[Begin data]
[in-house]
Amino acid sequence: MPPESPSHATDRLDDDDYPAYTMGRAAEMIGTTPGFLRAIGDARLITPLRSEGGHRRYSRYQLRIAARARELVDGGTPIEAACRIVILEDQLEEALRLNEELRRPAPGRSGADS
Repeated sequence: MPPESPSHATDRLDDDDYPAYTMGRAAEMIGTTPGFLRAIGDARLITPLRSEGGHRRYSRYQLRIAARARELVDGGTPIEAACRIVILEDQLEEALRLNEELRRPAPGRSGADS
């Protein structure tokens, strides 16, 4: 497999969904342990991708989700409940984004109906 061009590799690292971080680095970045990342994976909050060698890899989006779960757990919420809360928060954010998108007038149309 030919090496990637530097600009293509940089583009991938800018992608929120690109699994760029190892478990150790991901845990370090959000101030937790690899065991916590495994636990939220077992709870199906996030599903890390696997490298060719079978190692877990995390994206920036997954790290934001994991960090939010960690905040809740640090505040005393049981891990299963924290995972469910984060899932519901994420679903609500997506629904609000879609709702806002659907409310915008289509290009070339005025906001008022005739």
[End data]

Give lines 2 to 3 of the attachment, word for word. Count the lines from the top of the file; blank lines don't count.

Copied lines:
Amino acid sequence: MPPESPSHATDRLDDDDYPAYTMGRAAEMIGTTPGFLRAIGDARLITPLRSEGGHRRYSRYQLRIAARARELVDGGTPIEAACRIVILEDQLEEALRLNEELRRPAPGRSGADS
Repeated sequence: MPPESPSHATDRLDDDDYPAYTMGRAAEMIGTTPGFLRAIGDARLITPLRSEGGHRRYSRYQLRIAARARELVDGGTPIEAACRIVILEDQLEEALRLNEELRRPAPGRSGADS